BlackBerry’s Z10 smartphone and new BlackBerry 10 OS made a great first impression during their debut Wednesday, but it remains to be seen whether the phone can help the BlackBerry regain a bit of the market share it lost to the iPhone and Android phones.
BlackBerry’s previous attempts at touchscreen phones did not fare well, so can the Z10 do any better? Let’s take a look at the sleek new phone’s hardware specs to see how they stack up against the competition.
Measuring up against the competition
The BlackBerry Z10 is set to arrive in March on all major U.S. carriers, and it will cost $199 with a two-year contract, so it won’t try to sway you with a lower price like Nokia's Lumia 920 with Windows Phone 8. The Z10 has 3G and 4G LTE connectivity.
BlackBerry has chosen a middle-ground display size for its new phone as compared to the big-screen phones and "phablets" we've seen recently. The Z10 has a 4.2-inch display, which is slightly larger than the iPhone 5 (4 inches) but significantly smaller than the likes of the HTC Droid DNA (5 inches) or the Samsung Galaxy S III (4.8 inches).
In keeping the 1280-by-768 pixel screen smaller, the Z10 display has a 356ppi pixel density, which is second only to the Droid DNA’s 440ppi; it's a higher pixel density than the iPhone 5's 326ppi "retina display." Despite this, the Z10 is almost as svelte and light as the Galaxy S III at 0.35 inches thick and 0.3 pounds, but it's not as thin and light as the iPhone 5.
The BlackBerry Z10 is made of plastic and metal, and its rubberized back pops off so that you can access its battery and MicroSD slot. The display features an all-glass panel fitted into a metal frame. It’s not made of Gorilla Glass, but the material has similar properties and an anti-grease coating.
Inside, the Z10 has competitive but not groundbreaking specs. It’s powered by a 1.5GHz dual-core processor with 2GB of RAM. That’s twice as much RAM as the iPhone 5 or the Galaxy S III, but not a match to the likes of the Droid DNA or Nexus 4, which run on more-powerful 1.5GHz quad-core processors.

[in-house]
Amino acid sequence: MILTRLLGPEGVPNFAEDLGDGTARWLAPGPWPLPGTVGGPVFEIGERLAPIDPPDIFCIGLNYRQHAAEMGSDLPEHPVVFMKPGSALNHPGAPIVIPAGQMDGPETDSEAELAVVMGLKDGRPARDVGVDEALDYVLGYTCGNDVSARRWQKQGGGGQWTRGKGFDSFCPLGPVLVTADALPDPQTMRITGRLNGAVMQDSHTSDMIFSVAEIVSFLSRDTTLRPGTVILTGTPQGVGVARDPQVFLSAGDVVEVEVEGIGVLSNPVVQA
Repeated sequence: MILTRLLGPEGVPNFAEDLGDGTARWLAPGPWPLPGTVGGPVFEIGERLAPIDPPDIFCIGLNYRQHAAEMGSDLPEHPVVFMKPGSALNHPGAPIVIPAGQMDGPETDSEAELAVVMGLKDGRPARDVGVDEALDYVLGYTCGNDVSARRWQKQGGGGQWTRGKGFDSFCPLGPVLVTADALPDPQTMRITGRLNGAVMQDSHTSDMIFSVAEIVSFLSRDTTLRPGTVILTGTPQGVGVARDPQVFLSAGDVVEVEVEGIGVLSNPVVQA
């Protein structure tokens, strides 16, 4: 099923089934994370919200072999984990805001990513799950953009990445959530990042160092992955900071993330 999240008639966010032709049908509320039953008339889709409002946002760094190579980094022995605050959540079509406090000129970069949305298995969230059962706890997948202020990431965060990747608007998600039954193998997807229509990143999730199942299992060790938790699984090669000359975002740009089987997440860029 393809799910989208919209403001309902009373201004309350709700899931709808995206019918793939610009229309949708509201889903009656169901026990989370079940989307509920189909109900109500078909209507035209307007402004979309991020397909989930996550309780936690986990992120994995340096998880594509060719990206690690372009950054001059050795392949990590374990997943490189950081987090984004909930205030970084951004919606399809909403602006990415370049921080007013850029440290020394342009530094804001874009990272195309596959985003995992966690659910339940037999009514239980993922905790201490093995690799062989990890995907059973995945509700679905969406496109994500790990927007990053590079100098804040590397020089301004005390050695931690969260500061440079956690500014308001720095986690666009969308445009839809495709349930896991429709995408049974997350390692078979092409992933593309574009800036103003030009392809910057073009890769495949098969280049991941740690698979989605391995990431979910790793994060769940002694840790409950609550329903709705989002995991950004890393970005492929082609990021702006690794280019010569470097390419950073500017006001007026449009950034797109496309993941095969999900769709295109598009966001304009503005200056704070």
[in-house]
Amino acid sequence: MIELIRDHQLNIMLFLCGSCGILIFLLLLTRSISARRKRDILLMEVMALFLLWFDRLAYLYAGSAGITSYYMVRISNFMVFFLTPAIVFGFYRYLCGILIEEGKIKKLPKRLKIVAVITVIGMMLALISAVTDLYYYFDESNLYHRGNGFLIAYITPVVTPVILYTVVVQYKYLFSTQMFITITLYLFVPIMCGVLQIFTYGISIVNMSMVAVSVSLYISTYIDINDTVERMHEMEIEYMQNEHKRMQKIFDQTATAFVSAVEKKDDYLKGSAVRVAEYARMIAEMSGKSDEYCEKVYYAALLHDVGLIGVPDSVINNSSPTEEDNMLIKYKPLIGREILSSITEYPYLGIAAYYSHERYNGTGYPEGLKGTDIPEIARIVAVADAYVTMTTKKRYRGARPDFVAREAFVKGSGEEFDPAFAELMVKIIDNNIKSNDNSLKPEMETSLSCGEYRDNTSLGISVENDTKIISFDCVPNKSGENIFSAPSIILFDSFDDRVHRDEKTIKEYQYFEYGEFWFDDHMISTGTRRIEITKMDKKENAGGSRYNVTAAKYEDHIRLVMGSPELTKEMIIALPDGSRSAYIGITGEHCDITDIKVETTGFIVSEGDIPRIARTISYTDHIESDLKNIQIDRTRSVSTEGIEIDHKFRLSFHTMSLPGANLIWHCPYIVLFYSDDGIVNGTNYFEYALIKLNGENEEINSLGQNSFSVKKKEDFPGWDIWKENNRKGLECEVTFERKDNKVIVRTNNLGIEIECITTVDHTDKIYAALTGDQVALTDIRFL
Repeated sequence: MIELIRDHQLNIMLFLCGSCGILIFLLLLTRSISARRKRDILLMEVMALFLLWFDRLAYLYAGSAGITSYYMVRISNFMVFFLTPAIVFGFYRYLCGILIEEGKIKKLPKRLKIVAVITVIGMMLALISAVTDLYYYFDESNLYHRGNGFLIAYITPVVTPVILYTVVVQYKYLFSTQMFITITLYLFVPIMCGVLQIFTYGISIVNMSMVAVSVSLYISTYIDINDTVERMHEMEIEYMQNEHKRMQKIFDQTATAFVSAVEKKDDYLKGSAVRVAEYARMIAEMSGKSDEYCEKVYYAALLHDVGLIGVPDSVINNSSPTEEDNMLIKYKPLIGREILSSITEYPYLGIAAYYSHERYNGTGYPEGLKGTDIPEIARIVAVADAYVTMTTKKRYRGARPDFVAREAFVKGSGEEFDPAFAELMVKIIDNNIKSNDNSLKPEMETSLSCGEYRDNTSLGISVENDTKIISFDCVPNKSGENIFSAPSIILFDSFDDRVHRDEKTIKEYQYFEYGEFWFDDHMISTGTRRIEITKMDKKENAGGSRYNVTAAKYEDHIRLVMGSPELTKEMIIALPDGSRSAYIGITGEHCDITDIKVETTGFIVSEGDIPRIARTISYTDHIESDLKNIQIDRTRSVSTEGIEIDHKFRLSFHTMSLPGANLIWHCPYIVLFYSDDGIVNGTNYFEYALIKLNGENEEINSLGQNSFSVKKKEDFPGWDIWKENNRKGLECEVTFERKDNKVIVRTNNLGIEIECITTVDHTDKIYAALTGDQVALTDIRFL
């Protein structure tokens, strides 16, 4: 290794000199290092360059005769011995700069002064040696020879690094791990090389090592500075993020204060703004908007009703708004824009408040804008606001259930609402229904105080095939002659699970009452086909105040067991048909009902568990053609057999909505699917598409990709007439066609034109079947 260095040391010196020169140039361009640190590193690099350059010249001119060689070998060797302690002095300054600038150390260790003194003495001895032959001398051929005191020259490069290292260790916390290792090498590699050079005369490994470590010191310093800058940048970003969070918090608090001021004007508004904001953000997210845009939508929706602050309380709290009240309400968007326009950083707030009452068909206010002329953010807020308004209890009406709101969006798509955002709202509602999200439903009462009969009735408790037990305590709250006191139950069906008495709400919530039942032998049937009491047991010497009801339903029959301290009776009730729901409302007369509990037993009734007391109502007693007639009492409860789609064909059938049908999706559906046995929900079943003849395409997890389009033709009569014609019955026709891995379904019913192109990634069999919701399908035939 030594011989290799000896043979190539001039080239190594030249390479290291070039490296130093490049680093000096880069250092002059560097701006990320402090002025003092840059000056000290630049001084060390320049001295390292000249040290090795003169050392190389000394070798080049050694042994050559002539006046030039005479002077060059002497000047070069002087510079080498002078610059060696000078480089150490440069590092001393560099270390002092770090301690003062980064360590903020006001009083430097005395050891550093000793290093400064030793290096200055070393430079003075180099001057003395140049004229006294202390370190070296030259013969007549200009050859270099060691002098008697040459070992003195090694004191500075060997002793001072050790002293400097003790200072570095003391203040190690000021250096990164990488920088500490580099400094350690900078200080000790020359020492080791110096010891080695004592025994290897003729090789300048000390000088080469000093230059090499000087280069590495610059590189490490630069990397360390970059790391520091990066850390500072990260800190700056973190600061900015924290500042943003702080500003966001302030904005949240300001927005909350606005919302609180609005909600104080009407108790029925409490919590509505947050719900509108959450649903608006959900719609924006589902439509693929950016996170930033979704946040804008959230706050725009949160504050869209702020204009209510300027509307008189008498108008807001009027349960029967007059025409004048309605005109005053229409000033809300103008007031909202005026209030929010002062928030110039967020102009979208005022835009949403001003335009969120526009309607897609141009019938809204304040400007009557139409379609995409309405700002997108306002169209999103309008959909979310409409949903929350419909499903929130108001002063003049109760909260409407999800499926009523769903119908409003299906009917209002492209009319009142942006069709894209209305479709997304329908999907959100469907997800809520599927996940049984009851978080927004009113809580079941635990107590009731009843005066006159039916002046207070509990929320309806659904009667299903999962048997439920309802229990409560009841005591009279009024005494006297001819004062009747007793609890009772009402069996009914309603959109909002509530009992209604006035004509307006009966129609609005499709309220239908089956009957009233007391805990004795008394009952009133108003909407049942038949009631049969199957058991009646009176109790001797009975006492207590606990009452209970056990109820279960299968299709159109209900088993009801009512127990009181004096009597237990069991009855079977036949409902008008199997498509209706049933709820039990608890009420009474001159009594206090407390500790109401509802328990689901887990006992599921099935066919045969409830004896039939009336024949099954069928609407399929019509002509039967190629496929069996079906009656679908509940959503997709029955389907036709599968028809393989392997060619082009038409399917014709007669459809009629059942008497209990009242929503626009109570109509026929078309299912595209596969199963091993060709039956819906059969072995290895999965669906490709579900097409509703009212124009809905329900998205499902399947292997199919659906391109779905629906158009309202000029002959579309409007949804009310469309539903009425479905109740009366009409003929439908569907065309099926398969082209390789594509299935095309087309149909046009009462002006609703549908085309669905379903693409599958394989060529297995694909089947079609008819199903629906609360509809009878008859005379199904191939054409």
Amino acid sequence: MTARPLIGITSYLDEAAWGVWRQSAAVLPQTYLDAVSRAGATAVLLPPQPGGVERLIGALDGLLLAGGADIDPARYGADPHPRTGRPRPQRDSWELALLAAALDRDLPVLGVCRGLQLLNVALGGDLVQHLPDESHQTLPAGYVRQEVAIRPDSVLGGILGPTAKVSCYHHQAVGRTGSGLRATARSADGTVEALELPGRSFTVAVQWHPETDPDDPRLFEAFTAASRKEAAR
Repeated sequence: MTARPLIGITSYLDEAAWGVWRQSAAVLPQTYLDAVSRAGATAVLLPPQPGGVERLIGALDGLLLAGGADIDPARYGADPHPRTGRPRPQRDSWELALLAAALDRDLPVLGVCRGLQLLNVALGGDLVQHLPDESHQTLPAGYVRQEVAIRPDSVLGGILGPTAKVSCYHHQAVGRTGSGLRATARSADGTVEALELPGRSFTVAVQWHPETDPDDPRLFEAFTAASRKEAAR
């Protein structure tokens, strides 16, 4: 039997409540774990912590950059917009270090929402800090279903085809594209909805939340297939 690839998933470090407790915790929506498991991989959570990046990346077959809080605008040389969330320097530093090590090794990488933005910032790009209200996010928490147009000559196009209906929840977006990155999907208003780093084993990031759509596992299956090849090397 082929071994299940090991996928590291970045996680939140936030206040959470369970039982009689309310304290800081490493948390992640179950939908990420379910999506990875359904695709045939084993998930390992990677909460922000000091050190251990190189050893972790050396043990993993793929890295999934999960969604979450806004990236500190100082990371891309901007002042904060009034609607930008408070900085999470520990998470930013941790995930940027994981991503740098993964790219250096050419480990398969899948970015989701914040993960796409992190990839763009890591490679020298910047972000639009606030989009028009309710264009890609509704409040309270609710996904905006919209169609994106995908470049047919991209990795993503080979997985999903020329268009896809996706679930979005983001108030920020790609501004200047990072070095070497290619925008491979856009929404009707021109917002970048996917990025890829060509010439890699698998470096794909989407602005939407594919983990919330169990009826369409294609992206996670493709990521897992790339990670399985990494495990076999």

In the multimedia department, the Z10 stacks up well. It has an 8-megapixel camera on the back that takes 1080p HD videos, in line with most phones. On the front there’s also a 2-megapixel camera capable of 720p HD video, which is also common.
BlackBerry has announced only one storage capacity for the Z10: 16GB. But if you find that you need more space for your music and photos, the phone's MicroSD accepts cards with capacities up to 32GB. In theory, this makes it cheaper to add storage to your phone instead of paying $100 extra to double your storage with a higher-capacity iPhone 5. But even with a 32GB card on the Z10, you still won’t be able to match the storage capacity of the 64GB iPhone 5.
Comparing the hardware of the BlackBerry Z10 to its rivals, the phone has competitive specifications, but it doesn’t leap out of the charts when it comes to processing power. Hardware, though, is only half of the story.
The BlackBerry 10 OS
The Z10 also comes with BlackBerry 10, a completely revamped OS with several interesting features. There’s a universal messaging "Hub" for all your emails, social-networking messages, incoming Tweets, and other notifications that you can “Peek” at with a swipe of your finger without leaving the app you have running. There’s also BlackBerry Balance, which separates personal and work profiles in two modes with different sets of apps. For Balance to work, however, the phone must be managed via the BlackBerry Enterprise Service 10 (BES 10) suite for IT departments.
BlackBerry says 70,000 apps exist in the new BlackBerry World app store, and BlackBerry 10 also has baked Instagram-like filters into the camera app. In the revamped BlackBerry Messenger (BBM), you can make video calls and also share your screen in real-time. That way, the person at the other end can see whatever you are looking at, whether it’s the browser, photos, or slideshows.
This story, "Chart: How the BlackBerry Z10 stacks up against its rivals" was originally published by TechHive.